I’ve been drawn, since I first started writing I think, to the idea of the endless quest, the uncompletable project. I’m not sure why. And I often don’t realise it’s happening. It’s only later, when the story is lying around in pieces around my desk and I’m beginning to assemble it that I recognise the shape of the narrative that has been there all along. It’s very easy to conclude that there is something sad in an endless quest. Sisyphus had a shitty deal. But when I spend time with people, or communities, who seem to have an infinite project in front of them, I rarely encounter a sense of futility, or despair. In fact, it’s often the opposite. One of the first endless quest stories I wrote was for The New York Times about a man called Walter Grutchfield, who has spent his retirement walking, and re-walking, midtown Manhattan, mapping and cataloguing all the fading signs — “the ghost signs” — of a century of closed businesses, high on the weather bleached bricks. Walter didn’t think that he was doing anything futile. The impossibility of what he was trying to do, the fact that he would never be done, was not a source of anxiety, or melancholia. It was, of course, a comfort, a purpose, scaffolding for a life.

My favourite endless endeavour is Clive Craik’s. In 1990, Craik began trying to protect the sea bird populations of western Scotland from the predations of escaped American mink, which were imported to the UK in the 1920s to set up fur farms. Every year since then, Craik has patrolled 1,500 breeding sites, trapping mink, counting eggs, a vigilante in the wilderness. In 2008, when I wrote the story, he was contemplating how long he could continue the fight:

Nineteen years (four cars, three boats, half a million miles at the wheel) later, age has become the deciding factor for Craik. Soon, it will stop him. Although sturdy and fit – he runs every day during the winter – Craik can only single-handedly launch his boat and lug the 36kg (80lb) outboard motor across wet beaches for a few more summers. Two years ago, he believes he escaped death by a 50-50 chance when he was thrown across his boat (rather than out of it) when he let go of the tiller.

But age compels him too. On my second morning in Argyll we visited Craik’s office, a curiosity case of mink skulls, gnawed eggs and books on coastal navigation. He sat at his desk and said that his quest to save the breeding colonies had become ultimately personal and aesthetic; and that it felt more, rather than less, urgent as time passed. “That is the driving force: beauty,” he said. “The loss of beauty that is so sad.”

But you can’t be naive about the power of the consuming project, the dominating obsession. Earlier this year, Harper’s published the biggest piece of reporting I’ve done, which was the story of Jude Le Grice, a tree worker and opera singer who was prosecuted for stalking and locked up in psychiatric wards for the best part of a decade. In Jude’s case, the quest was only ever chivalric. It was only ever impossible. And it became the vortex into which the rest of his life, and his family, fell.

Maybe it’s obvious why I like writing about impossible projects. They have an inherent tension: the weight of passion against the weight of reason. And we are naturally interested by obsession, I think — by the idea of someone being captivated. Because ultimately we all wish to be captivated by something, or someone. (But not captured). I also wonder, though, whether there is a relationship between the endless quest and the project of writing and reporting about the world, with its impossibility, its futility, the assurance that we will never get to the end. Here are four articles about impossible projects:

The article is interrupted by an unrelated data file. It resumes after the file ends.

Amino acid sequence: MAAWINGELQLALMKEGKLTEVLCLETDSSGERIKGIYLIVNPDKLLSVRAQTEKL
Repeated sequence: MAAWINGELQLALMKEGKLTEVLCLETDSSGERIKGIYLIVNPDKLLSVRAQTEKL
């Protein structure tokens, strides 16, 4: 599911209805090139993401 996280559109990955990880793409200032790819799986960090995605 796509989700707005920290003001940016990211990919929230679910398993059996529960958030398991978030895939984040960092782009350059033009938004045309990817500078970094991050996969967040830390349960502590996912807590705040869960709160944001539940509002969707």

So many signs, so little time,” The New York Times, 4/7/2004
Walter Grutchfield and the ephemera of signage.

The birdman of Barcaldine,” FT, 19/7/2008
Saving Scotland’s seabirds from the marauding mink

Let there be lightning,” FT, 21/8/2010
The quest to understand lightning

A God more powerful than I,” Harper’s, 1/2/2014
Understanding a stalker’s love

They knew nothing of death in those days

Icebergs at Ilulissat

I went to Greenland on one of my travel junkets for the FT. I was, as the paper says, mesmerised. Partly (a lot) by the massive icebergs, but also (a lot) because I got very caught up reading Inuit folk stories by the light of the midnight sun. Knud Rasmussen, half-Dane, half-Greenlander, collected the stories on his epic Arctic travels in the opening decades of the twentieth century, and I found a 1921 English translation of the stories online. Below is a doozy, about the origins of light, life and death in the high North. Got to love the Inuit rendering of the Garden of Eden: “Then there is something about a man and a woman, but what of them?

THE COMING OF MEN, A LONG, LONG WHILE AGO

OUR forefathers have told us much of the coming of earth, and of men, and it was a long, long while ago. Those who lived long before our day, they did not know how to store their words in little black marks, as you do; they could only tell stories. And they told of many things, and therefore we are not without knowledge of these things, which we have heard told many and many a time, since we were little children. Old women do not to waste their words idly, and we believe what they say. Old age does not lie.